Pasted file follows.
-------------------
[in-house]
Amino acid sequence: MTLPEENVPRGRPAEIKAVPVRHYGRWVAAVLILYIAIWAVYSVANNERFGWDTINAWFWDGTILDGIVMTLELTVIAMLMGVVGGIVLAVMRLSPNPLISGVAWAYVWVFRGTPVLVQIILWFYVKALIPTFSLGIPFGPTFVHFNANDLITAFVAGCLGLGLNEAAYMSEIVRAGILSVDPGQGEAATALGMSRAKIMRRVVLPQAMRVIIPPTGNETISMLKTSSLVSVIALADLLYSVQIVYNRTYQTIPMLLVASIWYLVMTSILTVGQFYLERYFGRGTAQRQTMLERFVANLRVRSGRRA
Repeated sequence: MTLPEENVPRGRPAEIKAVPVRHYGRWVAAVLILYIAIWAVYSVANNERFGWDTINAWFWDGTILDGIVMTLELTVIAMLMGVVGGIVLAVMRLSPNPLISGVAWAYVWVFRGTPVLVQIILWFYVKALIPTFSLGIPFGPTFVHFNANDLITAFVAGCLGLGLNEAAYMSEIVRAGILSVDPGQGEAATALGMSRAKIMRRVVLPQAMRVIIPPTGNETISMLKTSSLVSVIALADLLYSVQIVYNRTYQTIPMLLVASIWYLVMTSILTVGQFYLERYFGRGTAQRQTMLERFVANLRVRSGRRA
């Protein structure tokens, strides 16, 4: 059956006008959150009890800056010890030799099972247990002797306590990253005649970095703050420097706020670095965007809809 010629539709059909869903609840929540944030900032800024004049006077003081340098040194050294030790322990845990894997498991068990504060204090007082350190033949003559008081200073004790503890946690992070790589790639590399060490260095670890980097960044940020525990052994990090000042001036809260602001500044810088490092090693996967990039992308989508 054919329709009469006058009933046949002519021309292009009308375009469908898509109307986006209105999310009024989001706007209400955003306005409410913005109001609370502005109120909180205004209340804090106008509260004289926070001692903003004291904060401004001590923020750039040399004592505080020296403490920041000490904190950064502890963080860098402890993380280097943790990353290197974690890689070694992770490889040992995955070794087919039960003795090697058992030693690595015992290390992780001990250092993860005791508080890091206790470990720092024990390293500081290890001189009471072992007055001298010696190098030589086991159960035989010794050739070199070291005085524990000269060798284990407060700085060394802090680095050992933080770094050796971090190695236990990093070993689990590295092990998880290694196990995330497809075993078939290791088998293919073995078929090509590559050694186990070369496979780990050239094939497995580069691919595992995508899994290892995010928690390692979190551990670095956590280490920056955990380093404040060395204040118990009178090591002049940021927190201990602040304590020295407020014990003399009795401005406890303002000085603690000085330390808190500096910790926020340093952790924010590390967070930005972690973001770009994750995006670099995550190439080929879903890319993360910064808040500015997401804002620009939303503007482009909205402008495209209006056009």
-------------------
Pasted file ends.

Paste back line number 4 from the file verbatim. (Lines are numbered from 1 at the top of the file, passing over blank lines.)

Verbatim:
């Protein structure tokens, strides 16, 4: 059956006008959150009890800056010890030799099972247990002797306590990253005649970095703050420097706020670095965007809809 010629539709059909869903609840929540944030900032800024004049006077003081340098040194050294030790322990845990894997498991068990504060204090007082350190033949003559008081200073004790503890946690992070790589790639590399060490260095670890980097960044940020525990052994990090000042001036809260602001500044810088490092090693996967990039992308989508 054919329709009469006058009933046949002519021309292009009308375009469908898509109307986006209105999310009024989001706007209400955003306005409410913005109001609370502005109120909180205004209340804090106008509260004289926070001692903003004291904060401004001590923020750039040399004592505080020296403490920041000490904190950064502890963080860098402890993380280097943790990353290197974690890689070694992770490889040992995955070794087919039960003795090697058992030693690595015992290390992780001990250092993860005791508080890091206790470990720092024990390293500081290890001189009471072992007055001298010696190098030589086991159960035989010794050739070199070291005085524990000269060798284990407060700085060394802090680095050992933080770094050796971090190695236990990093070993689990590295092990998880290694196990995330497809075993078939290791088998293919073995078929090509590559050694186990070369496979780990050239094939497995580069691919595992995508899994290892995010928690390692979190551990670095956590280490920056955990380093404040060395204040118990009178090591002049940021927190201990602040304590020295407020014990003399009795401005406890303002000085603690000085330390808190500096910790926020340093952790924010590390967070930005972690973001770009994750995006670099995550190439080929879903890319993360910064808040500015997401804002620009939303503007482009909205402008495209209006056009």